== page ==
Tabish's Top 5 Art Exhibitions to see in London over Christmas - FAD Magazine

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Tabish’s Top 5 Art Exhibitions to see in London over Christmas

Tabish’s Top 5 Art Exhibitions- Tabish Khan brings you five art exhibitions in London that you should visit during the week. Each one comes with a concise review to help you decide whether it’s for you.

This week is a special edition. Most of the art world may have closed down and of course most places will be closed on Christmas Eve through to Boxing Day but there are a few major exhibitions, which are due to close soon, that you can see on the other days of the holiday period.

Copyright Bernd & Hilla Becher
Copyright Bernd & Hilla Becher

1. Constructing Worlds @ Barbican Art Gallery
This is easily the strongest photography exhibition of the year. It may not have received a similar level of hype to other blockbuster shows but it’s a must see for all photography fans. Superbly curated and filled with amazing images.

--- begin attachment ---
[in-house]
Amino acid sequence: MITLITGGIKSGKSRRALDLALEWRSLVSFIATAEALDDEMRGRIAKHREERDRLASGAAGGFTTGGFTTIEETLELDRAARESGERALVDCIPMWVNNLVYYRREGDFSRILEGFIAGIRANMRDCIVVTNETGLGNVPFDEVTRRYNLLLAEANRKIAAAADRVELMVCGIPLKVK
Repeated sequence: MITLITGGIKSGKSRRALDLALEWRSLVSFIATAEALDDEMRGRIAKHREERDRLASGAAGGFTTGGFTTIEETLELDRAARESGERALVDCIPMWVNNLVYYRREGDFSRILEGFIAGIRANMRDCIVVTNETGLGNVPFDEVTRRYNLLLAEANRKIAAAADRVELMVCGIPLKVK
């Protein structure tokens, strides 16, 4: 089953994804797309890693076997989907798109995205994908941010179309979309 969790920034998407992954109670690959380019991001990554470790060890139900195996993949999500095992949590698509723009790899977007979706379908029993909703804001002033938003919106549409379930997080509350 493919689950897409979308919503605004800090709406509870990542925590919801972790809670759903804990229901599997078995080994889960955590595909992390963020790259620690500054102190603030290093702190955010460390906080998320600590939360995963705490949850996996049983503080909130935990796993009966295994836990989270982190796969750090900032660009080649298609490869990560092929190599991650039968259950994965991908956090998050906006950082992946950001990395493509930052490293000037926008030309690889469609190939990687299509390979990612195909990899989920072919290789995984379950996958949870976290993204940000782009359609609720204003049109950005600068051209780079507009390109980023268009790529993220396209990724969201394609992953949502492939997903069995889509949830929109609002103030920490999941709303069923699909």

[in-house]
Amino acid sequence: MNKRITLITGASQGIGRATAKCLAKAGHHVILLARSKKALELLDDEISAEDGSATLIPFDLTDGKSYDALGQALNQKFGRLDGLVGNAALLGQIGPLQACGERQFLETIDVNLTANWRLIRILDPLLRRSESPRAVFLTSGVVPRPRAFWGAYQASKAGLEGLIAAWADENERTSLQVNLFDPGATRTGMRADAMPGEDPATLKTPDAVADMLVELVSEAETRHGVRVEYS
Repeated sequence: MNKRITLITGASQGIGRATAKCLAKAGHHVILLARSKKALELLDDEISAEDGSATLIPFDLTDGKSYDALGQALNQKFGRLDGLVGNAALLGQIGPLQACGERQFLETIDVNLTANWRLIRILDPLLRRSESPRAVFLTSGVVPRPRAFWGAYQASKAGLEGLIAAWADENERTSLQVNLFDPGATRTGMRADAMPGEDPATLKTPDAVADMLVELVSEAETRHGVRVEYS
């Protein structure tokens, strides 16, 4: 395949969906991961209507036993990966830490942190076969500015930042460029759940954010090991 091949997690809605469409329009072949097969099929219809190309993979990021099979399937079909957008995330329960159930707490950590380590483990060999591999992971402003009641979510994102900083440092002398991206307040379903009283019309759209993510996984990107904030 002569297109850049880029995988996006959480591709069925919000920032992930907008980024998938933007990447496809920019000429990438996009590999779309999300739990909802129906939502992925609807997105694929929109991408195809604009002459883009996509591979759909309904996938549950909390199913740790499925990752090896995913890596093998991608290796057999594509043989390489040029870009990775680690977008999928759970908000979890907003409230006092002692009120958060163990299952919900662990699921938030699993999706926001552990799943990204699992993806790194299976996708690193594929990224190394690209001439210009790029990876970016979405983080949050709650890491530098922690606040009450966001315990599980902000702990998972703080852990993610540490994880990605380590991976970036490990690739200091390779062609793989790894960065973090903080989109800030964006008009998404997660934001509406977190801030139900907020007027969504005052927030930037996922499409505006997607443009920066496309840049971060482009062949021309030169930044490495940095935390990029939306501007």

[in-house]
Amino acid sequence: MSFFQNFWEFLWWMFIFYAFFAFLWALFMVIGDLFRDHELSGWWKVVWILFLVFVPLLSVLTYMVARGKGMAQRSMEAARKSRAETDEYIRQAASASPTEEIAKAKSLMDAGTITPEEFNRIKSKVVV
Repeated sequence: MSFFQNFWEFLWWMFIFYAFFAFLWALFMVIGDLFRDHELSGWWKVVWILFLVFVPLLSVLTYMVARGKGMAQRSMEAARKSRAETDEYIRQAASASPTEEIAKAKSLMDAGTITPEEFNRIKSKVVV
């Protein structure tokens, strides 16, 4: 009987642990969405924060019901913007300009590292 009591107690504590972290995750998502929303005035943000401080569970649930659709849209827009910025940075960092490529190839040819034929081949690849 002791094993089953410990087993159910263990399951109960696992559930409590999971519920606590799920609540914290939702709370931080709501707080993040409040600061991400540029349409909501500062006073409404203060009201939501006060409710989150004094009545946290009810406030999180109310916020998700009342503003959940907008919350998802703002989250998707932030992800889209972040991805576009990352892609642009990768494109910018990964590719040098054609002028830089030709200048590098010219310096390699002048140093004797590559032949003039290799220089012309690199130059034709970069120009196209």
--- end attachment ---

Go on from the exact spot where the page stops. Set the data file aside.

Copyright English Heritage
Copyright English Heritage

2. Rembrandt: The Late Works @ National Gallery

This exhibition has received much warranted hype – in fact we’ve not seen a bad review for this spectacular show. The Dutch master is at his best in his later works and his portraiture is a class apart from his contemporaries.

Copyright National Gallery
Copyright National Gallery

3. Constable: Making of a Master @ V&A
Constable is arguably Britain’s finest landscape painter and this thorough exhibition charts his journey. A methodical and logical painter means this show is insightful if not all that exciting.

Copyright Veneziano Agostino & British Museum
Copyright Agostino Veneziano & British Museum

4. Witches & Wicked Bodies @ British Museum

A collection of supernatural and macabre drawings draw out both the use of the occult in art and the label of ‘witch’ to suppress empowered women.

Copyright Maggi Hambling
Copyright Maggi Hambling

5. Maggi Hambling: Walls of Water @ National Gallery
These abstract paintings conjure up images of powerful waves breaking. Her art is strongest when colour is used sparingly to create a certain bleakness within the destructiveness of nature.



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